Oh no! My bulbs are already sprouting! What do I do?
“My daffodils are starting to come up…the problem is that it is starting to snow a bit. Should I cover up the green that has started to sprout? I don’t want them to die!”
~Tammy from Cincinnati, Ohio
Does this sound familiar? At the middle to end of winter, we all hope for those warmer days with bright sunshine. But what about when those days come in the middle of January or February before the spring is really here? Oftentimes, these “touches of spring” can cause premature sprouting of bulbs. The growth starts showing itself above the ground, giving us hope of warmer days to come, only to be smothered with snowflakes a week later. So what is the best plan of action in a situation like this?
Well, my first piece of advice is simple: do not worry too much. If your bulbs are starting to come up early, they are simply reacting to the weather around them, which is out of your control. Think about it this way: if these bulbs where growing in the wild (as they originally did), they would experience this same thing from time to time and would still flourish without the intervention of any human. A little bit of foliage growth during freezing temperatures is not a big deal for these bulbs and should not affect their flowering in the months to come. If this happens in the wintertime, chances are that more cold weather is on its way. In this environment, the foliage will yellow and die back, returning the bulb to its “dormancy” period. This is completely normal and should just be allowed to happen.
Now if the weather continues to stay unseasonably warm, there is a slight chance that the bulbs may begin to produce flower buds. If this happens, your intervention may be necessary in order to protect these buds. Simply find some dry leaves, straw, or even sawdust to cover the sprouting plants and buds. Once the weather begins to warm and the threat of frost is gone, uncover the plants and allow them to continue to grow as normal. If the frost does happen to get to these flower buds, those flower buds will be damaged for the current season. However, this does not necessarily mean that the bulb will not produce additional flower buds at the proper time and then bloom as it normally should. Also, this one-time “frosting” will not have any adverse affect on the bulb’s performance in the years to come.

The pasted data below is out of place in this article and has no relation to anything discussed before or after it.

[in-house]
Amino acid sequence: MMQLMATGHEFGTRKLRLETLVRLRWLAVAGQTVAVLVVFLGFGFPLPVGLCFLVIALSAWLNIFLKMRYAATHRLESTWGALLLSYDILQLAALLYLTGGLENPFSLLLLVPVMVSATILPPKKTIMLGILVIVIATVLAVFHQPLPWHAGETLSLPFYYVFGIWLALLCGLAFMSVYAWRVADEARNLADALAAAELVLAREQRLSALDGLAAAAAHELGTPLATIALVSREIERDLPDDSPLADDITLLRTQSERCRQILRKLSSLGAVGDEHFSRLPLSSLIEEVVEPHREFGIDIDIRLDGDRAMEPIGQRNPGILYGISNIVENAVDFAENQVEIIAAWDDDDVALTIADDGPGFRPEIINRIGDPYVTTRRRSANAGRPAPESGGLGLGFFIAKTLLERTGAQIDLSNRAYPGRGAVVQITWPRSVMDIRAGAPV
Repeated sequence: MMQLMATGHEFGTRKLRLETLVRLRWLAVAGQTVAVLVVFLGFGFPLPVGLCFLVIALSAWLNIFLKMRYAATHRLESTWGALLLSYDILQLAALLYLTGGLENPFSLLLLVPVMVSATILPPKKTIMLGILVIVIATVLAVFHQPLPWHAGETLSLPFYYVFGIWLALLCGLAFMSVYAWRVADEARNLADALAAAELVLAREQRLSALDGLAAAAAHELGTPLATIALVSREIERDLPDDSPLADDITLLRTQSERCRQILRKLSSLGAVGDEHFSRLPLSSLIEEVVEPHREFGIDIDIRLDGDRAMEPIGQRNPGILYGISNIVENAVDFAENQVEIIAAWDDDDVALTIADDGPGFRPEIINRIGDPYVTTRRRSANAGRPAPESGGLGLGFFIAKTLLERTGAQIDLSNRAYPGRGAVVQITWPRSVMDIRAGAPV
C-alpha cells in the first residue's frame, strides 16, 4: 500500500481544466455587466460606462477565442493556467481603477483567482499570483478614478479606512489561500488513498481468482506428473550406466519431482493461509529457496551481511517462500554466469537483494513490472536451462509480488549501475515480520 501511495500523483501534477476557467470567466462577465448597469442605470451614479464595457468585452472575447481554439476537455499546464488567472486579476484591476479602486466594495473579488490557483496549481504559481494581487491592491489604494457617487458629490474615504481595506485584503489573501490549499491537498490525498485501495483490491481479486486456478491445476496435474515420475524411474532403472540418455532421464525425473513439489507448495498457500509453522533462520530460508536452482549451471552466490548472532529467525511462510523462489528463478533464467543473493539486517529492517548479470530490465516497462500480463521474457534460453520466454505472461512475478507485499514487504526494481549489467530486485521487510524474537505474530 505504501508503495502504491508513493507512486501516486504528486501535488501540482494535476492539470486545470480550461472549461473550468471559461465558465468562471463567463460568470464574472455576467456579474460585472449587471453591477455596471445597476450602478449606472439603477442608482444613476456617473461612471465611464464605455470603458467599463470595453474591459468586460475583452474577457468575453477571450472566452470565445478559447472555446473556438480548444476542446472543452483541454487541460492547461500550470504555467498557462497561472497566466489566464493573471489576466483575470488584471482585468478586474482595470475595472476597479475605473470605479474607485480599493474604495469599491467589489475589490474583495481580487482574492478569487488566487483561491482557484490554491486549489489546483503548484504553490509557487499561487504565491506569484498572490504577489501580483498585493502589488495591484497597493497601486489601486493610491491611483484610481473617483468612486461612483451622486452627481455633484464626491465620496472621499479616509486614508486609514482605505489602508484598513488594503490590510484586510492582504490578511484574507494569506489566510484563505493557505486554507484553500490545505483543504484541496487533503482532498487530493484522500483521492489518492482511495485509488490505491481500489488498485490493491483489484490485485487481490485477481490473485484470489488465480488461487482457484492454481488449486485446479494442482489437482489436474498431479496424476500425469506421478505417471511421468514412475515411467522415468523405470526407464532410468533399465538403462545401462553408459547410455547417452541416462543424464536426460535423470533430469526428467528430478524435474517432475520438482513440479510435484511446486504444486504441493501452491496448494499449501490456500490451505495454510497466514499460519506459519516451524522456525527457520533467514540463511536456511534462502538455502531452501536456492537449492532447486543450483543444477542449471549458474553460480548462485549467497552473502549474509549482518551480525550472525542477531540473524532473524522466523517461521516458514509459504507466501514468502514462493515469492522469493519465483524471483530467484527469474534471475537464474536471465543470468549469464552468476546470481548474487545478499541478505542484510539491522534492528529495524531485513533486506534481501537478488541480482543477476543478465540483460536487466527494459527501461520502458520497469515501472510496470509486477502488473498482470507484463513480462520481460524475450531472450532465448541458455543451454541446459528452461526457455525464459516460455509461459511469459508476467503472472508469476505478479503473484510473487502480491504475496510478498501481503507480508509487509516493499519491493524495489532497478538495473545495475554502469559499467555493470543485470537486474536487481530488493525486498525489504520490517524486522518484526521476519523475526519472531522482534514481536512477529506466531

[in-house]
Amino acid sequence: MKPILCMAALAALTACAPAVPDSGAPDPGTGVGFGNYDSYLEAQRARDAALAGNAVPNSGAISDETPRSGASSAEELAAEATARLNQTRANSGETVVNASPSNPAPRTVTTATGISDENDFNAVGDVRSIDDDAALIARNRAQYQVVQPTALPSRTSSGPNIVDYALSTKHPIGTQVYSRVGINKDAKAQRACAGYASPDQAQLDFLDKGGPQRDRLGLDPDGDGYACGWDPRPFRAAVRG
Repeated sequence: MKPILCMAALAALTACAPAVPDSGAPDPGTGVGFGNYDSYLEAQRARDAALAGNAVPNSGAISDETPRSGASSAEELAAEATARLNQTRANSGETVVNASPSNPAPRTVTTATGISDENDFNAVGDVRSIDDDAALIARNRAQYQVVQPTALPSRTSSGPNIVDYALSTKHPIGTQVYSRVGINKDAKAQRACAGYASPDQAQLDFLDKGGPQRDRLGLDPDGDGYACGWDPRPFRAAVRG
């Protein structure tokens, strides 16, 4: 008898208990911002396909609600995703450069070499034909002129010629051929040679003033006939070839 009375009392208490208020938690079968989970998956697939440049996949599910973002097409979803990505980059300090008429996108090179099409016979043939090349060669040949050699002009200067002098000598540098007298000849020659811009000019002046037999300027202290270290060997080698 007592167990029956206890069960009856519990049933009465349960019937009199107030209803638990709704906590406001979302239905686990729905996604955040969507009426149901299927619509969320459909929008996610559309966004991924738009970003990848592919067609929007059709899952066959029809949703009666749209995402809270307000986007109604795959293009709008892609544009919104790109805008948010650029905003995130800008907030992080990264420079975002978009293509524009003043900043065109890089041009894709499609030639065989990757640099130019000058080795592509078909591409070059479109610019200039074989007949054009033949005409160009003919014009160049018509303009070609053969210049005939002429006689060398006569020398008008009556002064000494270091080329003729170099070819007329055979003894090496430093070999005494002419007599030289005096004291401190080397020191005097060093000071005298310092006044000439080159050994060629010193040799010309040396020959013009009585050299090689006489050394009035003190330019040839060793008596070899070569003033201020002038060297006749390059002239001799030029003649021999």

One more quick thing to keep in mind: sometimes bulbs sprout prematurely simply because the weather is unseasonably warm. However, sometimes there are factors we as gardeners create which can cause this premature sprouting. These factors are planting time and planting depth. Be sure that you wait until the weather is cool enough (consistently in the 40’s at night) in the fall to plant your spring blooming bulbs. Use the thermometer as your gauge and not just the calendar…as we all know, weather can be unpredictable and does not always turn cool at the same time every year. Planting your bulbs too early can cause them to then sprout too early. Also, keep in mind that most bulbs should be planted three times their height in depth. For example, if the bulb you are planting is approximately 2″ tall, then the top of this bulb should be covered with approximately 6″ of soil. Planting bulbs too shallow can cause premature growth as well.
Hopefully this article will calm some of your fears regarding your eager spring blooming bulbs! The most important thing to remember is that in most cases, nature can take care of itself. As long as your bulbs are planted correctly, your spring garden will be absolutely beautiful!
Have a question for Bridget? Email her at firstname.lastname@example.org. If Bridget features your question in a blog post, you’ll receive a $5.00 coupon from one of our sponsors Holland Bulb Farms! Congratulations to Tammy for receiving her coupon!